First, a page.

Markets Stutter

The Global markets have has a broadly positive start to 2012, but they seem to have run into something of a speed-bump. The MSCI Developed Market Equity Index jumped by an impressive nine percentage points – but it seems as though the markets are now taking something of a step back while they wait to see how certain critical issues are developing.

One of the most important issues right now is Greece. Though the most recent bailout was able to go ahead, there are still some questions remaining. The short term solvency and liquidity menace has been dealt with. What remains is an economy that is in free-fall (not being helped by the forced austerity measures).

One of the big issues around Greece is how the rest of the Euro member countries are likely to approach the situation going forward. The key piece in this jigsaw is believed to be France, with the upcoming Presidential elections being talked up as a decisive factor.

There has been good news from Germany, and that has been one of the things raising optimism in the markets. Although Gross Domestic Product fell slightly last year, the fundamentals of a strong economy are in place, and the outlook for business is being predicted to remain favourable.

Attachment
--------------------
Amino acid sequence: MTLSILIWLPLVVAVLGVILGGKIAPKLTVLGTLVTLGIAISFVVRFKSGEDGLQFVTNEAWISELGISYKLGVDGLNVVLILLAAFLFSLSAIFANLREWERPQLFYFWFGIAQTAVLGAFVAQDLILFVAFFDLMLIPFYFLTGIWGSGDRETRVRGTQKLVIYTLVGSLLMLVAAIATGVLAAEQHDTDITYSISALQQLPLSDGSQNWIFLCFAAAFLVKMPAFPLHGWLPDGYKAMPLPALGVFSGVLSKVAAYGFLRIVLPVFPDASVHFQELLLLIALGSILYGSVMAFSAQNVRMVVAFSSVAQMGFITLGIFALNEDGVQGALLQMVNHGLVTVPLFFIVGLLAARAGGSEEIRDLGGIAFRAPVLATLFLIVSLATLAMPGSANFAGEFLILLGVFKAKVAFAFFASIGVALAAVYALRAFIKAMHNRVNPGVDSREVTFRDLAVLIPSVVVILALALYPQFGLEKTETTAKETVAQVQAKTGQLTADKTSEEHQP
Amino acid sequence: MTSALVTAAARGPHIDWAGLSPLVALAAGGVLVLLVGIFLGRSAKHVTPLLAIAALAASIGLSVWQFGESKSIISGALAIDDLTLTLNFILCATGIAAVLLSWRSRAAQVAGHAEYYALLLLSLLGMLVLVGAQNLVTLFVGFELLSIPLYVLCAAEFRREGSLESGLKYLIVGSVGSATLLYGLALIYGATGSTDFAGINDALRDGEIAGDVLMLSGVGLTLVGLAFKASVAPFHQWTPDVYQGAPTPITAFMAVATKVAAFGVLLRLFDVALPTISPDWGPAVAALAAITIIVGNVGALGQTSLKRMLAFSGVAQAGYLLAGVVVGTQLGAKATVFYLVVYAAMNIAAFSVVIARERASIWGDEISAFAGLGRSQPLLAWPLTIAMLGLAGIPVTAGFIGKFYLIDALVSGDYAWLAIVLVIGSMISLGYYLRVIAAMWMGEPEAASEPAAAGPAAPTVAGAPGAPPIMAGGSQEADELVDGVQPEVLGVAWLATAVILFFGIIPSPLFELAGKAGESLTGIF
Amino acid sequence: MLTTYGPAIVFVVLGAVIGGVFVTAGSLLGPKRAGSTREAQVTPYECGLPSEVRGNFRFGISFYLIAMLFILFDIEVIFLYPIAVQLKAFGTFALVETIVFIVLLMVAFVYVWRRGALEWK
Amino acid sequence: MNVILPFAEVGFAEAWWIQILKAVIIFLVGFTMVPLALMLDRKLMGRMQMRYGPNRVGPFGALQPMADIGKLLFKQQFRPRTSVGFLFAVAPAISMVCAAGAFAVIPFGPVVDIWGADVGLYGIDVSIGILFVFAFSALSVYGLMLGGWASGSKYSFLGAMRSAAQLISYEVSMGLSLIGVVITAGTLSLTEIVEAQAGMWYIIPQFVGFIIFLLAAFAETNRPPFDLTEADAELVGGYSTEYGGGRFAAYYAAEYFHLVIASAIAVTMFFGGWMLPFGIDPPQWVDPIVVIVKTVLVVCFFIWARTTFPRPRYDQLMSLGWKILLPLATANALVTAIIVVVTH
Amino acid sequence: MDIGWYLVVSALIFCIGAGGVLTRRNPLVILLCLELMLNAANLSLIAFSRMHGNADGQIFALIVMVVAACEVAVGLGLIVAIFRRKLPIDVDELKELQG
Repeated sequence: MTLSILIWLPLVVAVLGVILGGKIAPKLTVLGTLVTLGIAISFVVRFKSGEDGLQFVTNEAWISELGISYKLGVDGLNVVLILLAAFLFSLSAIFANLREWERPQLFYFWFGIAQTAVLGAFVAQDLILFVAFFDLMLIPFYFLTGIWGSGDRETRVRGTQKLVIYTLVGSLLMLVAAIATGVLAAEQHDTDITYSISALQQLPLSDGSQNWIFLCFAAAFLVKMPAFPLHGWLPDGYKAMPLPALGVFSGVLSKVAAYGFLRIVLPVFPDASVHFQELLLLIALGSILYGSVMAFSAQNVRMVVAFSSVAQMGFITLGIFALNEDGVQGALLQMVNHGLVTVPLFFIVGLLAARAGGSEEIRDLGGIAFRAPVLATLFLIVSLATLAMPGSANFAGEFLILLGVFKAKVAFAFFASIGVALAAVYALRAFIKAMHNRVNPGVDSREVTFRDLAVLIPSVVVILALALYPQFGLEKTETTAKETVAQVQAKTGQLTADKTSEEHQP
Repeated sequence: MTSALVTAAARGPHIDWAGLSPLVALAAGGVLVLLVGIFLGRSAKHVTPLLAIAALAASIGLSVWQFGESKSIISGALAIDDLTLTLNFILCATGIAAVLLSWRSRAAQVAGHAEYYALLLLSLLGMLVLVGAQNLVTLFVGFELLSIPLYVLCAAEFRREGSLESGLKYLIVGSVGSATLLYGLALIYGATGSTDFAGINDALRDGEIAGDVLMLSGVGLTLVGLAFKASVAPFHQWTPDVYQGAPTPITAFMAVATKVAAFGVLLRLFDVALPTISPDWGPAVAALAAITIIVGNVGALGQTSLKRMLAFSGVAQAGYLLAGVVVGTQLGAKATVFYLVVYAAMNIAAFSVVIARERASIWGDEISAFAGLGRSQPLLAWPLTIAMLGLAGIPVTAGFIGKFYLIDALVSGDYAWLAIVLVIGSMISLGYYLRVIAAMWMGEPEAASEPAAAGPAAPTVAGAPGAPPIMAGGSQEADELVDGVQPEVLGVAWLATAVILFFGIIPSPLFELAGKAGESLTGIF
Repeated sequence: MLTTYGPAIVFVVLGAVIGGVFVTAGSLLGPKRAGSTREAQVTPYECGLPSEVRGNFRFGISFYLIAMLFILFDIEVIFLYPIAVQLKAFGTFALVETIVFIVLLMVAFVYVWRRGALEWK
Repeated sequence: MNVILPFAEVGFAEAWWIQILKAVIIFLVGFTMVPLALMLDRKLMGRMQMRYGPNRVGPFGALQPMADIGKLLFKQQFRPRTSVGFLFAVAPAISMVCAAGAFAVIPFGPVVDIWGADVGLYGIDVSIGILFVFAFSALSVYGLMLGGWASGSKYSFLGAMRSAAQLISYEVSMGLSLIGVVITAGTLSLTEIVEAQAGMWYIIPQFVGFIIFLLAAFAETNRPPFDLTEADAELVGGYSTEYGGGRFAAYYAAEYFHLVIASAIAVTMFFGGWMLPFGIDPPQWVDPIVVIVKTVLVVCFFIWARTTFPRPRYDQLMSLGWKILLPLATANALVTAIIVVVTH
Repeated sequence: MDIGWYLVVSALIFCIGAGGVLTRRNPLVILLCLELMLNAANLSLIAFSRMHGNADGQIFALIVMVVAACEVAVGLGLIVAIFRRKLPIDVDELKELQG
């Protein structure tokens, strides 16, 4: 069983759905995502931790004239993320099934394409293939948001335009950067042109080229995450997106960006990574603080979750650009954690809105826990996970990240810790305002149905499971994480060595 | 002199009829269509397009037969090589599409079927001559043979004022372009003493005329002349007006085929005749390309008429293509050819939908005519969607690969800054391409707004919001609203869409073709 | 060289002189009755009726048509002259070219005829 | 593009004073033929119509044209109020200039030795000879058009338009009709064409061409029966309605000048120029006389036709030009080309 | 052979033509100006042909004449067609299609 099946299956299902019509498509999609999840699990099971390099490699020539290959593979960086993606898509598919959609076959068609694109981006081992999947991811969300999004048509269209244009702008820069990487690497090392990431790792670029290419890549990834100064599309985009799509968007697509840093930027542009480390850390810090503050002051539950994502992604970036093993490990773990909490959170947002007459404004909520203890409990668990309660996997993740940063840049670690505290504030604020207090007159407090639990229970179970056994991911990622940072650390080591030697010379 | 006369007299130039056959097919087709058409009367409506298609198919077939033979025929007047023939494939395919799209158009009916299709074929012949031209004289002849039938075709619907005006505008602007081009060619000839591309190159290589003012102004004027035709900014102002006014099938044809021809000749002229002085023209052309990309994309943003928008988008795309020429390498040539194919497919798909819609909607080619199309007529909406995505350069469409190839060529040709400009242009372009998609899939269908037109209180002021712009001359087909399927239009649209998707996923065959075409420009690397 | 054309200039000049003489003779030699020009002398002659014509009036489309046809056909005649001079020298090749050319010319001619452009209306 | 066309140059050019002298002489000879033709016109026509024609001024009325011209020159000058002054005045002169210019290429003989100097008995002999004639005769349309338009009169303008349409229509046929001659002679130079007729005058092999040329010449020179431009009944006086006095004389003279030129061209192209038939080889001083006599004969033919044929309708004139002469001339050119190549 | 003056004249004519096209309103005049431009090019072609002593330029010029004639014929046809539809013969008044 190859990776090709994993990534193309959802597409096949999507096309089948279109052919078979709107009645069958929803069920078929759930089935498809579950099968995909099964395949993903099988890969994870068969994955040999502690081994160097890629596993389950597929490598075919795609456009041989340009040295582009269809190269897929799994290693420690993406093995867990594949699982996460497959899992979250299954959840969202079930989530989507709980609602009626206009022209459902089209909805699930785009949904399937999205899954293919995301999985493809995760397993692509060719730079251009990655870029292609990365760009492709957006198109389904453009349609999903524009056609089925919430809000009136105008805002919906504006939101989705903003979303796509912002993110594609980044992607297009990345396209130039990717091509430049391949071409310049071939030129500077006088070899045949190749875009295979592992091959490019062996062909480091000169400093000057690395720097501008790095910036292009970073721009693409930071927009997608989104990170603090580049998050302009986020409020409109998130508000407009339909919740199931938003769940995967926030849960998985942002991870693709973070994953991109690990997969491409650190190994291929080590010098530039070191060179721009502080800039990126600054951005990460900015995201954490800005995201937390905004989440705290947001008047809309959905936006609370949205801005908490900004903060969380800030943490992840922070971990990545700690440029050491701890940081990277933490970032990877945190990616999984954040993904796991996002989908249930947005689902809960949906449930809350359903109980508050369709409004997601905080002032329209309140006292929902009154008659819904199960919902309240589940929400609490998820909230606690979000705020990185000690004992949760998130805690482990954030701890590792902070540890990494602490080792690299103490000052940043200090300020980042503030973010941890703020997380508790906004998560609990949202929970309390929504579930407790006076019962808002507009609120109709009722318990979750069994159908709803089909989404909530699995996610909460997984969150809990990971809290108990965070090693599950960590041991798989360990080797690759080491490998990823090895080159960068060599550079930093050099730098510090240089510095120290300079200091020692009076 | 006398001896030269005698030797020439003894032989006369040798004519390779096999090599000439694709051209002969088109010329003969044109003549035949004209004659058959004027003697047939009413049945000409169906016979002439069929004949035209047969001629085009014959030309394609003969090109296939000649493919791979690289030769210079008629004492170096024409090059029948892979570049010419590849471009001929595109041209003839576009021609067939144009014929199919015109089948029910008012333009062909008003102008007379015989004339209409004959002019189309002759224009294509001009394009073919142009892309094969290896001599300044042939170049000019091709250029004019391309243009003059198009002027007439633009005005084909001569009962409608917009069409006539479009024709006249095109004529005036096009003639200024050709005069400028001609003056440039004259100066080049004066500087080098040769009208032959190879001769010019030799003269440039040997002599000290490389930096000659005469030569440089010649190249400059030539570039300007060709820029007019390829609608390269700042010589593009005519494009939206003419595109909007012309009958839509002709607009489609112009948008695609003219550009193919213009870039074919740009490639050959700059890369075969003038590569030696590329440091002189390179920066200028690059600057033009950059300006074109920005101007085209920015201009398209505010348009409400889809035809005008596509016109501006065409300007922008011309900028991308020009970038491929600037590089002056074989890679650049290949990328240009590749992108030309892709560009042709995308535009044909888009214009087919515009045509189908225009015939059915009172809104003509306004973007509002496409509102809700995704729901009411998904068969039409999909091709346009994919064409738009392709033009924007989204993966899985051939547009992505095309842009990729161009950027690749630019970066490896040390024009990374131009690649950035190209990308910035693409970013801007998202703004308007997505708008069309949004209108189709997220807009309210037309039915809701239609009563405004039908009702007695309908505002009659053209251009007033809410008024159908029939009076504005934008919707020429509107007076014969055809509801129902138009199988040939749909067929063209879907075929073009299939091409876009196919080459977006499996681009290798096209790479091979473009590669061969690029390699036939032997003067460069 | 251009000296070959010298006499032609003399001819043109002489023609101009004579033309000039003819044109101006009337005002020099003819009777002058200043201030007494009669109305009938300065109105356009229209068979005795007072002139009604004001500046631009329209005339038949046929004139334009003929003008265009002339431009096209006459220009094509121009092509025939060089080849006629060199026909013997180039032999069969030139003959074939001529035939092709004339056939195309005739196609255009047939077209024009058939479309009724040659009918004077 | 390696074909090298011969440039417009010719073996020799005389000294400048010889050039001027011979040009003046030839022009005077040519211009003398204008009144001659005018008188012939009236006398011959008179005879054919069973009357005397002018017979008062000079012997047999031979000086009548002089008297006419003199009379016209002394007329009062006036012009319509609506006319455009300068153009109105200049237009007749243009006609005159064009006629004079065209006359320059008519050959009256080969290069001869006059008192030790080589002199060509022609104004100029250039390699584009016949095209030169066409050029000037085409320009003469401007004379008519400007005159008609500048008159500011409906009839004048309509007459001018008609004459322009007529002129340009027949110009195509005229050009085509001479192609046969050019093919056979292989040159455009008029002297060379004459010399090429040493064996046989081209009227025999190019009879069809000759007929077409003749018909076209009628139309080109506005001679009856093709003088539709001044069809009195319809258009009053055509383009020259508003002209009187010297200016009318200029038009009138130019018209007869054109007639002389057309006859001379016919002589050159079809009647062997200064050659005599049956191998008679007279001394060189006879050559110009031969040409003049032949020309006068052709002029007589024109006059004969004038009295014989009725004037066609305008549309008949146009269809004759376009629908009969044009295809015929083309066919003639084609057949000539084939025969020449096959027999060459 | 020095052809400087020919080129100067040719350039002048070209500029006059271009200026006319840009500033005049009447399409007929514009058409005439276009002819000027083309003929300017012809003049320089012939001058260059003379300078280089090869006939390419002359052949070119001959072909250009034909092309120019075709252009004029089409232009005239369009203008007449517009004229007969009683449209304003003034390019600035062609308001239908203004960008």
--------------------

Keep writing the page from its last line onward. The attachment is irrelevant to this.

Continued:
The UK has been showing a few optimistic signs of recovery as well. Progress is slow, but consumer spending growth during January has been one ray of light.

Oil is proving problematic. The ‘go-grease’ is presenting something of a hazard to investors. Brent oil has been nearing the prices it hit at its peak before the war in Libya. The price then was $127 a barrel. It is thought that if the price reaches $150 then that is a level which will cause severe economic consequences.

Trying times are ahead. No doubt portfolio management specialists will be keeping their eyes on the news.


Posted in Uncategorized | Leave a comment

Things For The New Year At Work

There are a number of new years resolutions that you should be making for yourself and your business. Here are a few of the top ones, but doubtless you will be able to think of many many others.

The first thing you should resolve to improve should be attendance and punctuality. This is a very important thing which could be costing your organisation untold sums in lost productivity. Important for yourself because everyone’s job is in danger nowadays and any excuse to get rid of someone will do, and important for your staff for the same reason.